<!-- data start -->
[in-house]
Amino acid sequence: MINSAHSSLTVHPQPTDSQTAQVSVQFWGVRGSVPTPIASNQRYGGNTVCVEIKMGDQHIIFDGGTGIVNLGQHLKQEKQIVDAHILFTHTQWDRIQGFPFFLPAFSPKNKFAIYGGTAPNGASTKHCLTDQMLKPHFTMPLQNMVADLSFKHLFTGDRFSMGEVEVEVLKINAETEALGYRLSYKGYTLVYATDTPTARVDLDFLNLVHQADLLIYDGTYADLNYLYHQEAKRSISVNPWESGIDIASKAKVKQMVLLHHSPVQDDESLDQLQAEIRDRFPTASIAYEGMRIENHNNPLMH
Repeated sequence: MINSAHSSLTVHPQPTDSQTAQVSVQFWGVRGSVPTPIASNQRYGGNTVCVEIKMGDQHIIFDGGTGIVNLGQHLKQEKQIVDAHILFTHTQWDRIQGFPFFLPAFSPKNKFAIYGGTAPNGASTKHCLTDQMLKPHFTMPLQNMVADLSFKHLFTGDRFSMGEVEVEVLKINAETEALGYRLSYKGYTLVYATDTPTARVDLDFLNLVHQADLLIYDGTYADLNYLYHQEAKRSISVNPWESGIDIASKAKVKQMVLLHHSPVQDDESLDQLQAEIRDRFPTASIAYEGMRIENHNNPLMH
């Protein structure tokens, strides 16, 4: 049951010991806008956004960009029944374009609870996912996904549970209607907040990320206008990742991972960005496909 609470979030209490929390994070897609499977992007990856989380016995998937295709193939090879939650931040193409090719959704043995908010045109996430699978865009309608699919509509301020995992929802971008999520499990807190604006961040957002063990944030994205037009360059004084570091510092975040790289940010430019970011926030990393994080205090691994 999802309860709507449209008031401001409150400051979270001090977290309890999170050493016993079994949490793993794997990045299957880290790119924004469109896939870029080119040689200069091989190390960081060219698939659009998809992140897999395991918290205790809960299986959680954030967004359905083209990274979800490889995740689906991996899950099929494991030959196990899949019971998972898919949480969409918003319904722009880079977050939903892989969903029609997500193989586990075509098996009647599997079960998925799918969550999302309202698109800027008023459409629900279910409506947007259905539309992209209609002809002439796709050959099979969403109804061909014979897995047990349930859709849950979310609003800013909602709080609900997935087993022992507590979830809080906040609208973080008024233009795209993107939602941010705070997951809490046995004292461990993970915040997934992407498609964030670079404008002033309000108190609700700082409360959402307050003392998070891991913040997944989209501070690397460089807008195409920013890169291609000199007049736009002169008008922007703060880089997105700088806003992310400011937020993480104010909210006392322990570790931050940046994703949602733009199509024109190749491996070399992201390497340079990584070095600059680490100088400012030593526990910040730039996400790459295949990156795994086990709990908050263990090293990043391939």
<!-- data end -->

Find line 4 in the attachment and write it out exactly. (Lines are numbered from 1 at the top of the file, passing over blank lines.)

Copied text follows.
């Protein structure tokens, strides 16, 4: 049951010991806008956004960009029944374009609870996912996904549970209607907040990320206008990742991972960005496909 609470979030209490929390994070897609499977992007990856989380016995998937295709193939090879939650931040193409090719959704043995908010045109996430699978865009309608699919509509301020995992929802971008999520499990807190604006961040957002063990944030994205037009360059004084570091510092975040790289940010430019970011926030990393994080205090691994 999802309860709507449209008031401001409150400051979270001090977290309890999170050493016993079994949490793993794997990045299957880290790119924004469109896939870029080119040689200069091989190390960081060219698939659009998809992140897999395991918290205790809960299986959680954030967004359905083209990274979800490889995740689906991996899950099929494991030959196990899949019971998972898919949480969409918003319904722009880079977050939903892989969903029609997500193989586990075509098996009647599997079960998925799918969550999302309202698109800027008023459409629900279910409506947007259905539309992209209609002809002439796709050959099979969403109804061909014979897995047990349930859709849950979310609003800013909602709080609900997935087993022992507590979830809080906040609208973080008024233009795209993107939602941010705070997951809490046995004292461990993970915040997934992407498609964030670079404008002033309000108190609700700082409360959402307050003392998070891991913040997944989209501070690397460089807008195409920013890169291609000199007049736009002169008008922007703060880089997105700088806003992310400011937020993480104010909210006392322990570790931050940046994703949602733009199509024109190749491996070399992201390497340079990584070095600059680490100088400012030593526990910040730039996400790459295949990156795994086990709990908050263990090293990043391939």